Now that we've cleared up any possible
confusion, I'm pleased to introduce the book's author, David Galef. David is not only a fellow New
Jersey writer and an accomplished author, but also the head of the creative
writing program at Montclair State University, where I teach on and off (at the
moment, I'm "off"). David would argue—and I agree—that much of what
he offers in his new book is equally applicable to narrative nonfiction, as it is to fiction writing. I'm finding it particularly helpful
myself, as I'm revising my first two pieces of fiction—one a medium-length
short story, and the other a piece of flash which, like this introduction, is
crying out for, well, brevity.
Please welcome David Galef
definition, flash fiction is rendered in miniature. But what happens when you
start cutting down on words? What becomes of plot, character development, and
thematic depth? Obviously, some of what you can attain in a longer story is
going to have to go. Forget the long landscape description or the three scenes
showing the grandmother’s slow decay from Parkinson’s. On the other hand, some
treatments are particularly suited for the short run. One well-known form is
vignette started in fifteenth-century printing as a decorative border of vines
around a page, then turned into what the vines enclosed, usually a page with an
illustration. We now think of it as an illustrative scene, a literary sketch.
The French coined a term for this form, calling it tranche de vie
(literally, “slice of life”), and its ingenuity lies in what any cross-section
reveals: the hidden depths of an interior view.
two eight-year-olds playing croquet: those unwieldy mallets, the lawn sloping
unfairly, and one ball headed for the bushes. This vignette, just begun, might
be called “Game.” It shows the seemingly innocent fun had by two small children
on a Sunday afternoon, with more than a hint of pre-tween rivalry. We’ll name
the children Ivan and Sandra and make them neighbors. You can hear the smack of
mallets on the balls along with some conversation about school. But after the
first paragraph, Ivan says something nasty about Sandra’s mother. Sandra
responds not by hitting Ivan’s ball with hers but by kicking it. The “game”
escalates from there.
you can see, “Game” isn’t a story with a proper beginning, middle, and end.
It’s a moving picture that becomes a sketch or scene, suggesting something
beyond. The term “sketch” is all the more apt when you think of visual art, in
which a sketch is the essential lines of a drawing, but not filled in.
are some guidelines for creating a vignette:
Focus on a moment. If you start to
chronicle any substantial duration stop, and instead deepen the presentation of
what’s already there: waiting half an hour for a date to show up, a missed five-minute
opportunity to help a stranger.
only as much as you need to register an impression of either a character or an
event or even a mood. One trait indicates a sunny personality; a distorted
shadow indicates trouble.
Think in psychological terms. Your
sketch has a meaning beyond its mere existence because of what it represents:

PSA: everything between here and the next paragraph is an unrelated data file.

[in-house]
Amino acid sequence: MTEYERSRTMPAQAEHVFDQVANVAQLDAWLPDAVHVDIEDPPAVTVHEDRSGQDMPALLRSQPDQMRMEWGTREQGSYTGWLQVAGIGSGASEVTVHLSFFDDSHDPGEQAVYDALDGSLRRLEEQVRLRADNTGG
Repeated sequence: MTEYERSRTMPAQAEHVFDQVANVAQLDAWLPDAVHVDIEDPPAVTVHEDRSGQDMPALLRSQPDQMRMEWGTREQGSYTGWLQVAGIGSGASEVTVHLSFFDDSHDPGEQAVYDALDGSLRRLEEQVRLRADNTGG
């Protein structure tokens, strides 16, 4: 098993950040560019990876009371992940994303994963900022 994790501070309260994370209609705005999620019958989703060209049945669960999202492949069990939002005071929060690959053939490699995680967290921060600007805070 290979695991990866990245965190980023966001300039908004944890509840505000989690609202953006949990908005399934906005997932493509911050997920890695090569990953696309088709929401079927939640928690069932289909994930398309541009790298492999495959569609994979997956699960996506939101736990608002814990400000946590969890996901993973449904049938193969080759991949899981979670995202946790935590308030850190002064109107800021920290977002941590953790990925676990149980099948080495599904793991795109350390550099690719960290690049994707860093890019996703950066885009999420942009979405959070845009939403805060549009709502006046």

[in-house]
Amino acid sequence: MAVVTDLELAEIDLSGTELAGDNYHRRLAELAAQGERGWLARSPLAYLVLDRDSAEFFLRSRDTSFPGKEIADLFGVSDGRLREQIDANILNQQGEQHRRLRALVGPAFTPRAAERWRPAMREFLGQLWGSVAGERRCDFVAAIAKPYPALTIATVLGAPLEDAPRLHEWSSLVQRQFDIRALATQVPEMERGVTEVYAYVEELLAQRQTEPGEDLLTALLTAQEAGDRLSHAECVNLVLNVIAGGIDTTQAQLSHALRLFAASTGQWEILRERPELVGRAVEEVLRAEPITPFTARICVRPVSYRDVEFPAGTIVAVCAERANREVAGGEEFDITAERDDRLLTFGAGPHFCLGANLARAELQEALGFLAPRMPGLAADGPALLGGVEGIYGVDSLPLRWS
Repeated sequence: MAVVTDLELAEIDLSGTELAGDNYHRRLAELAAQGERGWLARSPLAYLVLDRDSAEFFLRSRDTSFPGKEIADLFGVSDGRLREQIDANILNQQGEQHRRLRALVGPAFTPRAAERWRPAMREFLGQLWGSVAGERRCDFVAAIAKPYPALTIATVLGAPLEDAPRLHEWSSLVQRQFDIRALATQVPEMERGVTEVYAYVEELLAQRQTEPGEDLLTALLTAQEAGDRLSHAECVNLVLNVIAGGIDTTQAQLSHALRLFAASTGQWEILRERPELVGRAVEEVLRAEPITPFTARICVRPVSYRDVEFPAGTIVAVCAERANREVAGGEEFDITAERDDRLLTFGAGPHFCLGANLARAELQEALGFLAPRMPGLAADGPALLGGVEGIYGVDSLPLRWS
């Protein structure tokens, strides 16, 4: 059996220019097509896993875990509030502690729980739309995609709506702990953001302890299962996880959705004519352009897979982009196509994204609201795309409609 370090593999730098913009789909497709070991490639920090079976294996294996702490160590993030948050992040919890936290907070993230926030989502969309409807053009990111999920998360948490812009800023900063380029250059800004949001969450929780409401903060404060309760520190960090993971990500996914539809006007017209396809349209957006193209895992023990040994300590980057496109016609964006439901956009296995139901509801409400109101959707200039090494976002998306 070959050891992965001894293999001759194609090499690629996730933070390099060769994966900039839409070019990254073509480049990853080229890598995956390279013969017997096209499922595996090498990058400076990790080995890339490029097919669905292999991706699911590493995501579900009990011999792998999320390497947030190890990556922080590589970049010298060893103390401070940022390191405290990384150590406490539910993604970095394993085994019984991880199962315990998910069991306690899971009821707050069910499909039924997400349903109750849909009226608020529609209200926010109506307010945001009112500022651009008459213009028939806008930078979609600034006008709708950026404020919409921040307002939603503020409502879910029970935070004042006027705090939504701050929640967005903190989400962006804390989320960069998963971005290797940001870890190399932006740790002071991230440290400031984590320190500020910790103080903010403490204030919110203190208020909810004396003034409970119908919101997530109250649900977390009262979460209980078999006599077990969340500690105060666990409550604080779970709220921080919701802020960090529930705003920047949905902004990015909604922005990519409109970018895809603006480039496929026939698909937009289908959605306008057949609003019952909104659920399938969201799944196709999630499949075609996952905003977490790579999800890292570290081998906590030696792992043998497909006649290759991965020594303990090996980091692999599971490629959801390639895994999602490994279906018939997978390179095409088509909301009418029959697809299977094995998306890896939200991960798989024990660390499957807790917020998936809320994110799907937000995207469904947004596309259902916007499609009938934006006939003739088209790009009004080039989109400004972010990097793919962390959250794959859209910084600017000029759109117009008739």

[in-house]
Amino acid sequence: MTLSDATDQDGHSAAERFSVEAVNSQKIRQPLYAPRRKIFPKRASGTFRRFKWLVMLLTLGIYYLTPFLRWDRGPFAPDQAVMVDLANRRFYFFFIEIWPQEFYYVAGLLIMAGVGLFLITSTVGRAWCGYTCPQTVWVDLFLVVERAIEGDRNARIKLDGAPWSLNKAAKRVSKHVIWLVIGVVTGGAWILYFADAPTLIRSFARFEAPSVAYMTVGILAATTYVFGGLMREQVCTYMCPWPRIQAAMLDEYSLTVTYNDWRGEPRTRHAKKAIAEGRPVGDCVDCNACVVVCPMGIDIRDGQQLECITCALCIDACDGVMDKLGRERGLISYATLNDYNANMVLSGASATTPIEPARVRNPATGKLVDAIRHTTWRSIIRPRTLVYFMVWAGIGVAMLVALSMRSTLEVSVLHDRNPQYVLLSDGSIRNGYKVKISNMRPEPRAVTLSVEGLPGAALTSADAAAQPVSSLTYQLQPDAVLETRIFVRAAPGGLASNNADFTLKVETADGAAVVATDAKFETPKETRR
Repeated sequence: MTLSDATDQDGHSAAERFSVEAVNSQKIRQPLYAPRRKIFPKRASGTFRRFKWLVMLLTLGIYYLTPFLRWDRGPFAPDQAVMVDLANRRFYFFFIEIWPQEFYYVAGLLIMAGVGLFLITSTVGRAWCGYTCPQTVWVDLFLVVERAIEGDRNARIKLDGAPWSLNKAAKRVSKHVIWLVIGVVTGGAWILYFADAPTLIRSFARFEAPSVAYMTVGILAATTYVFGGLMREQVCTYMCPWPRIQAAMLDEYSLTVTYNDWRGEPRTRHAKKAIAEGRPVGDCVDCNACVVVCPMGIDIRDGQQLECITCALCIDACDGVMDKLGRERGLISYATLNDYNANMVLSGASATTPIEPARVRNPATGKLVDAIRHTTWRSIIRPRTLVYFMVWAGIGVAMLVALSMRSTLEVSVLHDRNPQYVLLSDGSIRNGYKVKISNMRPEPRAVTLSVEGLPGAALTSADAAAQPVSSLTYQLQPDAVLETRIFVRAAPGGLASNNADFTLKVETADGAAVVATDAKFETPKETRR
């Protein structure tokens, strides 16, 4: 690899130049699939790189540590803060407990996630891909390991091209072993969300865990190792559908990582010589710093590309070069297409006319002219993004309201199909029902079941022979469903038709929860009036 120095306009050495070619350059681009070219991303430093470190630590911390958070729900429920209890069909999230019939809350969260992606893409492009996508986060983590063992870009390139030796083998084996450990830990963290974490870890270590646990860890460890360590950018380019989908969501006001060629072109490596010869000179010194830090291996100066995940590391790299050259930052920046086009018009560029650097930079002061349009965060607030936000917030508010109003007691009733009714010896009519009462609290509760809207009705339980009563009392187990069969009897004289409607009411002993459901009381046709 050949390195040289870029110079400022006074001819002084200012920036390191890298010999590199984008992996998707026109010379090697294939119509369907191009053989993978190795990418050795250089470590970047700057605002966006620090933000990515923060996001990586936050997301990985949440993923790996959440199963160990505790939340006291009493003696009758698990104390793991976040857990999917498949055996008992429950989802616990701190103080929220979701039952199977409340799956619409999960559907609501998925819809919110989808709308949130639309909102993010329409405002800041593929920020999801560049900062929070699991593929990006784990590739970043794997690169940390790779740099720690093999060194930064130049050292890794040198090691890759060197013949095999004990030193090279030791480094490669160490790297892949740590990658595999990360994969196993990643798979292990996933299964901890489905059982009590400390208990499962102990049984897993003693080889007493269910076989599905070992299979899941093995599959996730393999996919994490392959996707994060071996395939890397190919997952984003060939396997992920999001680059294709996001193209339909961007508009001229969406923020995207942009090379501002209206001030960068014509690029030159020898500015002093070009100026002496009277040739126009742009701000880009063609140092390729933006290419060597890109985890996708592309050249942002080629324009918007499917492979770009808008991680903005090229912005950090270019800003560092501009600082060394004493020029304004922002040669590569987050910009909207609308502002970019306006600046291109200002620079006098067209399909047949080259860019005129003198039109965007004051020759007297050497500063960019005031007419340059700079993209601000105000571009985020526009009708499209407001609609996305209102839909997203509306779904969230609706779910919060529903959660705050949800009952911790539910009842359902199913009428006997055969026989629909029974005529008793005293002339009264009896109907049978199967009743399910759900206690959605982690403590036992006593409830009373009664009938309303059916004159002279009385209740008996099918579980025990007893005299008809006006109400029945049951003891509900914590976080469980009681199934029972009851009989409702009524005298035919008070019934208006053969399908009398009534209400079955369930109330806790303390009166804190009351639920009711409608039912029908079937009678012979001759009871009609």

an old woman who can’t enjoy a summer afternoon, a boss who won’t take no for
an answer. Here are five pointers
for this kind of treatment:
1. Don’t merely describe. Follow the
2. Do more with less. One short scene from
a day is plenty.
3. Be representative. One small portion can
stand in for a whole life.
4. Go for evocative, concrete details, not
5. If possible, find a way to give shadows
and depth to your sketch. Make it mean more than what it seems on the surface.
you're interested in trying a vignette, Here are a few exercises:
of yesterday as a sequence of events. Then choose a common incident, such as
lunch, an hour at work, or a car ride. Now describe it, animate it, and
dramatize it so that the reader gets a vivid picture of what’s going on, on
both an exterior and an interior level.
instance: With a smile, I serve plate
after plate of the daily special, spaghetti and meatballs, at Abe’s Diner, but
I really hate my job. Or: She hitches
a ride home with a coworker, a man she’d like to ask out, but she hasn’t got
incident did you choose, what did it show, and why was it significant? How much
of the character did you reveal, and in what ways? Did anything change over the
course of the event?
conveying emotion or attitude in miniature. Here are some specific directives:
What slice of life—the more ordinary, the better—would you use to show envy at
the way your parents treat your brother? How good does your friend think she is
at driving versus how inept she really is? Why is that man on the curb
accosting passersby by asking the same question over and over?
your vignette is complete, you’ll know it, or your readers will. From one
angle, it may look like a line segment, a point that travels from A to B. But
viewed as a segment cut from the whole, it’s character dealing with event in a
way that reveals the line as a lot longer, back into the past or into the
future. A good vignette extends far beyond its narrative span; it displays a
David Galef has published flash fiction in Agni, Smokelong
Quarterly, NANO Fiction, Norton’s Flash Fiction Forward, and in his book My Date
with Neanderthal Woman. He is the author of the novels Flesh, Turning
Japanese, and How to Cope with Suburban Stress; edited an
essay anthology, Second Thoughts: A Focus on Rereading; and co-edited the
anthology of fiction, 20 over 40. His essays and reviews have
appeared in The New York Times, Newsday, and The
Village Voice, among other places, and he is a humor columnist
for Inside Higher Ed. Connect with David at his website and via Twitter.